Monica Salmaso, |
(World Village, 2004)
Monica Salmaso is a Brazilian singer in her 30s. She straddles contemporary and traditional styles, performing a mixture of old and new songs. Even the new songs, however, have a connection with the rich tradition of her country's music. Although she sings in Portuguese, the CD sleeve has an explanation of each lyric, telling its story and background.
These are quiet songs, closer to folk tunes than many of the upbeat, polyrhythmic Brazilian music genres. Of course, since it is Brazilian, you can always feel the rhythm. This is appropriate for Salmaso's beautiful, understated singing. Each of the 13 tracks has a wonderful, complex melody, another trait associated with Brazil.
Most of the songs have only a few musicians on them, some just a guitar or piano, while others add a percussionist, accordion, baritone sax, bassist or cellist. "Cidade Lagoa" has only three clarinets and two bass clarinets (the quintet Sujeito a Guincho).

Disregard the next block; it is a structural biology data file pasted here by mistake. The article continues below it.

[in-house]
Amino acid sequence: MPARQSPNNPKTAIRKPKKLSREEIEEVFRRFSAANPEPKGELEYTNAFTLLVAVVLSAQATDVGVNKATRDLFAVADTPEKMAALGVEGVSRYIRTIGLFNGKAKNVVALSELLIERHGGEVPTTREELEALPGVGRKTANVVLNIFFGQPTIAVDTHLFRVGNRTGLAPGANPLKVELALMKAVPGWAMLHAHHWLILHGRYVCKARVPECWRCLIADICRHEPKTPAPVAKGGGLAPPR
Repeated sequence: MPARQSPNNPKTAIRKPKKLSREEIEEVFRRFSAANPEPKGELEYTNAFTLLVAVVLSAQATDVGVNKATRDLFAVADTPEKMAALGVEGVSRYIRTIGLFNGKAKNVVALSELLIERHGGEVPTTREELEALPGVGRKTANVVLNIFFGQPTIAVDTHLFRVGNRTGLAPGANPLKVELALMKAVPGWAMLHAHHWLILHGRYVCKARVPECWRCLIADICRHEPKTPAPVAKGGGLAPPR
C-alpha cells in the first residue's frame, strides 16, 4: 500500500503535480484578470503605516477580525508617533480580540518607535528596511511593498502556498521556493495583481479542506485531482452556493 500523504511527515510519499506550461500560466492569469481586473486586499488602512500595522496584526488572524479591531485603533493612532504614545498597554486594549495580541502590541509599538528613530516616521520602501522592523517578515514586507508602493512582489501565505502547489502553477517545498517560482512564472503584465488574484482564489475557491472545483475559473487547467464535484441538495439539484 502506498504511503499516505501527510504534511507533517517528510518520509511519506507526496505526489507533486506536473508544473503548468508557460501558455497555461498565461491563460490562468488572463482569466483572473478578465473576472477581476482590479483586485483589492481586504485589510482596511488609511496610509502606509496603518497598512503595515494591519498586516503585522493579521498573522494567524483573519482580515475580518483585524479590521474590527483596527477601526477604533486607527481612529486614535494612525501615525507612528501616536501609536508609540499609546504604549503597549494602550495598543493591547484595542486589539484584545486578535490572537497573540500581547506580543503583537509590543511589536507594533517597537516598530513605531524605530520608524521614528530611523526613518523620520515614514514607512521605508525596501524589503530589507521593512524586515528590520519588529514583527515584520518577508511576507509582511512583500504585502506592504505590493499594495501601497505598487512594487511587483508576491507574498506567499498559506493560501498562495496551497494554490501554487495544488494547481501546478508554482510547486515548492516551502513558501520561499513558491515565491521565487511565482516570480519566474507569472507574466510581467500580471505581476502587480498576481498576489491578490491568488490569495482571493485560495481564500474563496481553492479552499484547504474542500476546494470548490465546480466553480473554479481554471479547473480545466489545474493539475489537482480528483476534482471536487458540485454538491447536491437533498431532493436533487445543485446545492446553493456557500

Others have a bit more. "Cabrochinha" and "Na Aldeia" are easygoing sambas with seven-string acoustic guitar, flute, clarinet, cello, cavaquinho (plucked lute), bandolin (mandolin) and percussion.
An example of her contemporary interpretations is "Sinhazinha (Despertar)." On this Chico Buarque song Salmaso is accompanied only by piano, which is played in a free-form style. Andre Mehmari complements, rather than accompanies her, as Salmaso sings the story of a black slave who comes from the past to visit the little daughter of her owner.
Salmaso's interpretations should appeal to a wide range of listeners. This is a fine example of music that deserves a much wider audience in the U.S.